DAVID GREGORY: Good morning, Matt.

[ON-SCREEN HEADLINE: Story to Watch; Turning Point for Gun Laws?; Senate Vote Leads to More Heated Debate]

LAUER: So the vote on this was 68-31 to move forward and debate this, a stronger show of support than a lot of people expected, but it would be presumptuous, wouldn't it, for supporters of this legislation to think they've got it made?

GREGORY: Oh, absolutely, because the feeling among Republicans was, "Don't stop the debate. That would be political suicide for Republicans to not let the debate go forward." So you have a lot of people voting to let the debate happen who are not expected to be there in the end. Democrats behind this bill are literally going down the list saying, "Well, you think I can keep that person along?" A lot of this, of course, has to do with the gun lobby.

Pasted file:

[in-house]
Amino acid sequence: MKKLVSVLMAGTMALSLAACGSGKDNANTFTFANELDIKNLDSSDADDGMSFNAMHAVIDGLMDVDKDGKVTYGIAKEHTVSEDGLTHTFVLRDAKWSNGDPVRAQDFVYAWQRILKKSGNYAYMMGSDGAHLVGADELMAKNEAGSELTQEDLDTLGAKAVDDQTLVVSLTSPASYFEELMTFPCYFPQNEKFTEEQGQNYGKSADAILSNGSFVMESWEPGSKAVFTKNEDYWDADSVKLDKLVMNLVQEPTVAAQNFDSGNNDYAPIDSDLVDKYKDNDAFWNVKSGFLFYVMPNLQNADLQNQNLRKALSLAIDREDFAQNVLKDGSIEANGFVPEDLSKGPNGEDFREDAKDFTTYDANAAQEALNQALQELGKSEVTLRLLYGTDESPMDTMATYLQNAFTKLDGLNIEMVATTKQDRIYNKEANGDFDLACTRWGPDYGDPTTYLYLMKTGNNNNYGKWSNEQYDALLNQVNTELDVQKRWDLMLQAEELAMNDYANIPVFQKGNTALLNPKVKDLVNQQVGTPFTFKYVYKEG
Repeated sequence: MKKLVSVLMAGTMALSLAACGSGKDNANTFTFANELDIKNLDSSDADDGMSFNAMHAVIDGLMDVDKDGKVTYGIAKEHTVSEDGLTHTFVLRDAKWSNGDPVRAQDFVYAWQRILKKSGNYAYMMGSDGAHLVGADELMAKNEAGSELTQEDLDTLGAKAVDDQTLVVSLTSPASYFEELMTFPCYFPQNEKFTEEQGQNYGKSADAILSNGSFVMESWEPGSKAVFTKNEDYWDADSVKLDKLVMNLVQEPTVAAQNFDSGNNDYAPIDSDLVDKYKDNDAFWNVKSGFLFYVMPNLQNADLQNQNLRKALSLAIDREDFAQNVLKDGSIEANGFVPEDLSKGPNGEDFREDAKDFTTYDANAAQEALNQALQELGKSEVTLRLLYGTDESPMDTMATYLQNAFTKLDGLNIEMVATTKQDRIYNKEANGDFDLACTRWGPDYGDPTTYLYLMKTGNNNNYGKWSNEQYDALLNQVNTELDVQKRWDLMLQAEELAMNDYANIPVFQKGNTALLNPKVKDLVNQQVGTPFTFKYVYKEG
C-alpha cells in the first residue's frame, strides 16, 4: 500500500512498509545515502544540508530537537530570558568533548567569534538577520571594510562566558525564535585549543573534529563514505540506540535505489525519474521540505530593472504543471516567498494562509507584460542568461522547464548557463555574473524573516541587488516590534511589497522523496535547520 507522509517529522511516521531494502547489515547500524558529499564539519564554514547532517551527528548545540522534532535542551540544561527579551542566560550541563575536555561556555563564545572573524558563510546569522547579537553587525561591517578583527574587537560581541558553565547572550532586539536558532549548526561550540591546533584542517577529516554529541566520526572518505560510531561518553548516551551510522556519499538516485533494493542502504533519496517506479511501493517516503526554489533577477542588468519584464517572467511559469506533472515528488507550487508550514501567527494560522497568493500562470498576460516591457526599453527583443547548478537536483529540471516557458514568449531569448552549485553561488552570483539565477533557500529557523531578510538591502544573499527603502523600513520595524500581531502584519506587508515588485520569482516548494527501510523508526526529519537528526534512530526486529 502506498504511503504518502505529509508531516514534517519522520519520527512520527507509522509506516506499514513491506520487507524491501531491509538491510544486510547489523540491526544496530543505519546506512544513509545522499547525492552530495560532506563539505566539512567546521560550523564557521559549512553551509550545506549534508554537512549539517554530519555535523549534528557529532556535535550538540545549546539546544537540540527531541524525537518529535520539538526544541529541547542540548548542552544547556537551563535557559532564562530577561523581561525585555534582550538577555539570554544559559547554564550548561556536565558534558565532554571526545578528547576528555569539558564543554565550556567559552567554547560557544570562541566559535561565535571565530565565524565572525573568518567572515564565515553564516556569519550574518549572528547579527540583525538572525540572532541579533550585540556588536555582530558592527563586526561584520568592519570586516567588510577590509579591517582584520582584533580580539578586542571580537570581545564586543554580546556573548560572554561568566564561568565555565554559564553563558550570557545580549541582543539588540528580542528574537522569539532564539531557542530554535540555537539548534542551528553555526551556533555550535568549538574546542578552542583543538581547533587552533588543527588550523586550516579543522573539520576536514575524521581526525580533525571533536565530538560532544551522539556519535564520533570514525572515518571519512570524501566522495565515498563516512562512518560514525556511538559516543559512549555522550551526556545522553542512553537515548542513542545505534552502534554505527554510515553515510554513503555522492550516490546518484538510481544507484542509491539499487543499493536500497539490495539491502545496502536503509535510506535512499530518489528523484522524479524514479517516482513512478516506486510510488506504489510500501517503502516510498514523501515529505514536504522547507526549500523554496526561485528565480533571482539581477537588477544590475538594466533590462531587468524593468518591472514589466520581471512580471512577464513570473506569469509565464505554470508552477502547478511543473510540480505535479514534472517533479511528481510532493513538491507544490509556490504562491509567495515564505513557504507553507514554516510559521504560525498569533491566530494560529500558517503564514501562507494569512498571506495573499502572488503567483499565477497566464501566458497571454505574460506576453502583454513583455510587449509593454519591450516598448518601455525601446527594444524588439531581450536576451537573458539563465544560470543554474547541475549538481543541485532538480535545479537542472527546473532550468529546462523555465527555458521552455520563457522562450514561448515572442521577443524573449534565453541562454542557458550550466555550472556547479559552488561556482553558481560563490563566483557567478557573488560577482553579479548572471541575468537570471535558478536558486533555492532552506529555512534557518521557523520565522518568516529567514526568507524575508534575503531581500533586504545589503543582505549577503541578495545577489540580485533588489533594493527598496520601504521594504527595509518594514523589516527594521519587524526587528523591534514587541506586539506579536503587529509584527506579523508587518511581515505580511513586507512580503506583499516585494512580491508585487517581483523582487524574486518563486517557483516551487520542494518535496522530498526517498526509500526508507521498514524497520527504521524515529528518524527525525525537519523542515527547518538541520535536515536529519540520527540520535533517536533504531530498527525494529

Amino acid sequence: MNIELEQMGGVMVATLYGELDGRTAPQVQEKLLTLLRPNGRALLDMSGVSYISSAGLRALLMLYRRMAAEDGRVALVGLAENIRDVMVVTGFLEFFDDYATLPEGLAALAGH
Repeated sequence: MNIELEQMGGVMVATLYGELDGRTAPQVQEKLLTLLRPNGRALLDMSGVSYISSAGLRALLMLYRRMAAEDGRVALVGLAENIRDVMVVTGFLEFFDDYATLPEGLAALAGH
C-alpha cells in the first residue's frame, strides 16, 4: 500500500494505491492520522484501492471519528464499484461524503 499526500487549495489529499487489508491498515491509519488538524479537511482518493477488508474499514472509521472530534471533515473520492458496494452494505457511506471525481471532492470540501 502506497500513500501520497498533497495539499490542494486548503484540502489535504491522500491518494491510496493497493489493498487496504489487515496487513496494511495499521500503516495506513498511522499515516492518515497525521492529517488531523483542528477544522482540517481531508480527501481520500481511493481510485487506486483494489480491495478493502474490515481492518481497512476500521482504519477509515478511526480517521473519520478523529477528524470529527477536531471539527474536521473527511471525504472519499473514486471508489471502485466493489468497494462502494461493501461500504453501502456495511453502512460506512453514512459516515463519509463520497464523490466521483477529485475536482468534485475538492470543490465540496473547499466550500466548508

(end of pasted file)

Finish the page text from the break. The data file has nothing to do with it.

LAUER: There seem to be two schools of thought on the NRA right now, David. Some people think that that lobbying group has been weakened in the wake of the Newtown tragedy. Yet you had two Democratic senators who voted against even debating this bill after the NRA said, "Basically guys, we're keeping a scorecard how you vote." They're both facing reelection. So in your opinion, is the NRA weaker or still as strong?

GREGORY: Still as strong, I'd say without a doubt, and facing new difficulties. I spoke to a Democratic senator who said the NRA is being tea-partied in this whole fight, meaning they're facing attacks from their right, from other elements of the gun lobby putting pressure on them to what's called score the bill, in other words, give a letter grade to watch how lawmakers vote on this.